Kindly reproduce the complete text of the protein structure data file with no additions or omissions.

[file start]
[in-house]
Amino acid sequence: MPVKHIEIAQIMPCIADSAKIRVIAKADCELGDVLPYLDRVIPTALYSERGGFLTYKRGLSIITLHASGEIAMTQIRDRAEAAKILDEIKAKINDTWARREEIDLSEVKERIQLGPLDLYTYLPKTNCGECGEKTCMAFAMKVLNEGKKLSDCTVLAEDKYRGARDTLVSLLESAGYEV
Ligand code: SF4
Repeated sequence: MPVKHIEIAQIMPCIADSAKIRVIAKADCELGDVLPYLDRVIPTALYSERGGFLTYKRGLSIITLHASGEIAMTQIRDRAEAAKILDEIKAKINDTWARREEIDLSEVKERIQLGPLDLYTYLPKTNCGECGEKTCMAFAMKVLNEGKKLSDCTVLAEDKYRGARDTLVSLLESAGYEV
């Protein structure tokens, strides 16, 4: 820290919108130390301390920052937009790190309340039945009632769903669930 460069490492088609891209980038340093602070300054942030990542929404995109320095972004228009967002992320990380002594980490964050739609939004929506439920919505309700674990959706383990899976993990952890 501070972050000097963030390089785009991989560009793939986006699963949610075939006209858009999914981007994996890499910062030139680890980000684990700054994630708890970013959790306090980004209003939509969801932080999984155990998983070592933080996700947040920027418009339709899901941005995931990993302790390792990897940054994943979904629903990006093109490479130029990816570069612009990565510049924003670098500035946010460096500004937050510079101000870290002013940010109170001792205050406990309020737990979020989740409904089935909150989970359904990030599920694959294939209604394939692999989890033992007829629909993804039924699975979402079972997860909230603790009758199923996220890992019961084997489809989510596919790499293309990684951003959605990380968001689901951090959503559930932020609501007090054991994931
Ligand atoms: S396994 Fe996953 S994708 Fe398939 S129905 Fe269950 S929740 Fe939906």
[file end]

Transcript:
[in-house]
Amino acid sequence: MPVKHIEIAQIMPCIADSAKIRVIAKADCELGDVLPYLDRVIPTALYSERGGFLTYKRGLSIITLHASGEIAMTQIRDRAEAAKILDEIKAKINDTWARREEIDLSEVKERIQLGPLDLYTYLPKTNCGECGEKTCMAFAMKVLNEGKKLSDCTVLAEDKYRGARDTLVSLLESAGYEV
Ligand code: SF4
Repeated sequence: MPVKHIEIAQIMPCIADSAKIRVIAKADCELGDVLPYLDRVIPTALYSERGGFLTYKRGLSIITLHASGEIAMTQIRDRAEAAKILDEIKAKINDTWARREEIDLSEVKERIQLGPLDLYTYLPKTNCGECGEKTCMAFAMKVLNEGKKLSDCTVLAEDKYRGARDTLVSLLESAGYEV
């Protein structure tokens, strides 16, 4: 820290919108130390301390920052937009790190309340039945009632769903669930 460069490492088609891209980038340093602070300054942030990542929404995109320095972004228009967002992320990380002594980490964050739609939004929506439920919505309700674990959706383990899976993990952890 501070972050000097963030390089785009991989560009793939986006699963949610075939006209858009999914981007994996890499910062030139680890980000684990700054994630708890970013959790306090980004209003939509969801932080999984155990998983070592933080996700947040920027418009339709899901941005995931990993302790390792990897940054994943979904629903990006093109490479130029990816570069612009990565510049924003670098500035946010460096500004937050510079101000870290002013940010109170001792205050406990309020737990979020989740409904089935909150989970359904990030599920694959294939209604394939692999989890033992007829629909993804039924699975979402079972997860909230603790009758199923996220890992019961084997489809989510596919790499293309990684951003959605990380968001689901951090959503559930932020609501007090054991994931
Ligand atoms: S396994 Fe996953 S994708 Fe398939 S129905 Fe269950 S929740 Fe939906």